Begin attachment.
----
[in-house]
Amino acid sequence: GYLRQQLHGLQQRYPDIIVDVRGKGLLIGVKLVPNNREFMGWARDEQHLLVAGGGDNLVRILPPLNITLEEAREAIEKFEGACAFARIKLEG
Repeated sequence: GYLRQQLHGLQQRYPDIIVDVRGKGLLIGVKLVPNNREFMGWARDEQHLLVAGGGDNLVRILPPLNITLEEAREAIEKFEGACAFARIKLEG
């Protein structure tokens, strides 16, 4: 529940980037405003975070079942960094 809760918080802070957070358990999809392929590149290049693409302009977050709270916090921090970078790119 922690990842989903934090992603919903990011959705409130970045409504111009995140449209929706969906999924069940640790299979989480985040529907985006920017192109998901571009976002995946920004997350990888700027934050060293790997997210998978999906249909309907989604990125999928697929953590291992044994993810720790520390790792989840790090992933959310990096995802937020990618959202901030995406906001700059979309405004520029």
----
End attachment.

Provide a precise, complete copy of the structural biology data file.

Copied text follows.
[in-house]
Amino acid sequence: GYLRQQLHGLQQRYPDIIVDVRGKGLLIGVKLVPNNREFMGWARDEQHLLVAGGGDNLVRILPPLNITLEEAREAIEKFEGACAFARIKLEG
Repeated sequence: GYLRQQLHGLQQRYPDIIVDVRGKGLLIGVKLVPNNREFMGWARDEQHLLVAGGGDNLVRILPPLNITLEEAREAIEKFEGACAFARIKLEG
């Protein structure tokens, strides 16, 4: 529940980037405003975070079942960094 809760918080802070957070358990999809392929590149290049693409302009977050709270916090921090970078790119 922690990842989903934090992603919903990011959705409130970045409504111009995140449209929706969906999924069940640790299979989480985040529907985006920017192109998901571009976002995946920004997350990888700027934050060293790997997210998978999906249909309907989604990125999928697929953590291992044994993810720790520390790792989840790090992933959310990096995802937020990618959202901030995406906001700059979309405004520029």